Justin Amash decides against running for president as 3rd-party candidate

The Michigan congressman would have run as a Libertarian.

May 16, 2020, 3:40 PM

Michigan Rep. Justin Amash announced on Twitter Saturday that he "will not be a candidate" for president after launching an exploratory committee for a long-shot presidential bid as a Libertarian just over two weeks ago.

In a lengthy Twitter thread, Amash wrote: "After much reflection, I’ve concluded that circumstances don’t lend themselves to my success as a candidate for president this year, and therefore I will not be a candidate."

Amash had faced criticism from Democrats after announcing he would look into running on April 13. They feared that he would take away votes from presumptive nominee Joe Biden and help reelect President Donald Trump.

The president himself seemed to think Amash would be a boon to his campaign given he seemed happy to encourage the congressman to jump into the race in a tweet in late April.

Trump, apparently sarcastically, wrote, "No, I think Amash would make a wonderful candidate, especially since he is way behind in his district and has no chance of maintaining his Congressional seat. He almost always votes for the Do Nothing Dems anyway."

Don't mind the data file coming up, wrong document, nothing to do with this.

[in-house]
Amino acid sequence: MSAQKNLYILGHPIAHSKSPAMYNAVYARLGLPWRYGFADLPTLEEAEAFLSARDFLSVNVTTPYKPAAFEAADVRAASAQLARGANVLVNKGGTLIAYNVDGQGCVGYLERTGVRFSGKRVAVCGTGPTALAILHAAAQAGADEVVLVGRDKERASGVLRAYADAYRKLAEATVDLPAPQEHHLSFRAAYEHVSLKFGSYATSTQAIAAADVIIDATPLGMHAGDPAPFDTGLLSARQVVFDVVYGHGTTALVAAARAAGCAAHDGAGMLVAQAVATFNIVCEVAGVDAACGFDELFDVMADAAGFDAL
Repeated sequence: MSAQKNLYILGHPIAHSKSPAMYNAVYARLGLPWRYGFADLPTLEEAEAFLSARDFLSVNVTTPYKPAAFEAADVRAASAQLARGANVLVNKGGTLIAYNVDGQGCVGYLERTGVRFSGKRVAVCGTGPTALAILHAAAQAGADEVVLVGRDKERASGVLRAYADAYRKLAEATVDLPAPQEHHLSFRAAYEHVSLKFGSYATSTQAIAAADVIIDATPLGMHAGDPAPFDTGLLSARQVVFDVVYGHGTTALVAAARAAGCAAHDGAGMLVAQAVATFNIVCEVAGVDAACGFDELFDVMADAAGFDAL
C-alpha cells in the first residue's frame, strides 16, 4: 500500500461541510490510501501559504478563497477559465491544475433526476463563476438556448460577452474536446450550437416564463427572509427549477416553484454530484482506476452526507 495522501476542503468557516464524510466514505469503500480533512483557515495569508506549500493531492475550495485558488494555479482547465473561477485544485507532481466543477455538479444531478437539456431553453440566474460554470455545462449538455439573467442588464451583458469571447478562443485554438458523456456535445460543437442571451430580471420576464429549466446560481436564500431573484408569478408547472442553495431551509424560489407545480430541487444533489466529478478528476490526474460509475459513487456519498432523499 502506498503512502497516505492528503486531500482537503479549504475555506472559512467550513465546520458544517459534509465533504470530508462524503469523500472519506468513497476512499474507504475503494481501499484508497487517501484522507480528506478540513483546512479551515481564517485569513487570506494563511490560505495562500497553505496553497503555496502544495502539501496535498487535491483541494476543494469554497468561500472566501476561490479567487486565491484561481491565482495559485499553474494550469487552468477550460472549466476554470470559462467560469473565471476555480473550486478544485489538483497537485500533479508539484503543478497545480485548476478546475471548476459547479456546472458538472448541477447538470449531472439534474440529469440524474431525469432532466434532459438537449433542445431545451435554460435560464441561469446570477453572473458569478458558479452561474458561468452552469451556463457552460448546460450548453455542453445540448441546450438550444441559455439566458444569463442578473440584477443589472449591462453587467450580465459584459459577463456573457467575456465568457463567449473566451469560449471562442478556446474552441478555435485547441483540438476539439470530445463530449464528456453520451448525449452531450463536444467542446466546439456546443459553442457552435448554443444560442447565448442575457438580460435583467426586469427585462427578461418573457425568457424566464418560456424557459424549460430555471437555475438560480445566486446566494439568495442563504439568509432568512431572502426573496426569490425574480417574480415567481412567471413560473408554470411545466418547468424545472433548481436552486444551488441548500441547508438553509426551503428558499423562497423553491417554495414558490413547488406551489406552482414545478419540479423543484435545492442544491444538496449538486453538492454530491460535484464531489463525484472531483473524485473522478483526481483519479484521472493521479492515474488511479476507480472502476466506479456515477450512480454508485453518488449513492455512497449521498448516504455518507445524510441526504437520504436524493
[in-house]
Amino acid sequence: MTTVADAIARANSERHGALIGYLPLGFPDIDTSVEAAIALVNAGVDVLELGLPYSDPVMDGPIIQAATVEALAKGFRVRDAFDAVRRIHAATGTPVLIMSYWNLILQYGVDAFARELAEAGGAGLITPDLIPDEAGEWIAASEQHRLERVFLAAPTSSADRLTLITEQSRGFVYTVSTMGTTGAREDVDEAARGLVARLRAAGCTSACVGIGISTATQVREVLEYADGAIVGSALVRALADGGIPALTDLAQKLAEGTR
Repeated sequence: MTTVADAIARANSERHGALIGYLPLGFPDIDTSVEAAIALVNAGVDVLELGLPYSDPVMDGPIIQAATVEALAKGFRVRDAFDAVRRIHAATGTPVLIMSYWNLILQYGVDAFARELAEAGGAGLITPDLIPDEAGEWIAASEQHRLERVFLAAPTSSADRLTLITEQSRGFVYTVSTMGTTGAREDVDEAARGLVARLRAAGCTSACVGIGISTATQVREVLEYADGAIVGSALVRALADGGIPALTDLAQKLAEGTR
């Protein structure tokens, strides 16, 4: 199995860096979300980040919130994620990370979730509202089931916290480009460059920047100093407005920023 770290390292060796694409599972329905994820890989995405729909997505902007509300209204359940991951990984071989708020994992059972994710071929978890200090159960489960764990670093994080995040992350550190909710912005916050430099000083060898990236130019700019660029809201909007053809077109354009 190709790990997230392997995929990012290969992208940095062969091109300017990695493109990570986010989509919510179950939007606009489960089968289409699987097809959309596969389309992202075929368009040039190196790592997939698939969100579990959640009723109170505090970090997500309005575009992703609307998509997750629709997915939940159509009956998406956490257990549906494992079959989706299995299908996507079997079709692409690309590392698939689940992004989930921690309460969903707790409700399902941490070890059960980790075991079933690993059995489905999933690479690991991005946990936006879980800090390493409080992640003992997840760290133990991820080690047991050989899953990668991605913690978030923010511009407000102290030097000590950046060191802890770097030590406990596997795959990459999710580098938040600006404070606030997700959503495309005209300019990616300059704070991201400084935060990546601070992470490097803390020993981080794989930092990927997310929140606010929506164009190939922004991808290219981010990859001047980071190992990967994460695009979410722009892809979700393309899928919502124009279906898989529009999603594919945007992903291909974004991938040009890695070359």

"This was a difficult decision for me, especially having seen grassroots supporters put so much effort into this campaign," Amash wrote. "It’s been humbling and awesome."

"I continue to believe that a candidate from outside the old parties, offering a vision of government grounded in liberty and equality, can break through in the right environment," he added. "But this environment presents extraordinary challenges."

In this June 12, 2019, file photo, Rep. Justin Amash, R-Mich., listens to debate on Capitol Hill in Washington. Amash, a Trump critic, said Saturday, May 16, 2020, that he has decided not to seek the Libertarian nomination to run for president.
J. Scott Applewhite/AP, File

Amash has been a frequent critic of Trump.

He voted with Democrats for Article I during the Trump impeachment hearing, for instance, and criticized Trump for authorizing the strike against Iran Gen. Qassem Soleimani in Iraq in January, saying, "Our system demands consent for war from the people, acting through their representatives and senators in Congress."

ABC News' Ben Siegel contributed to this report.

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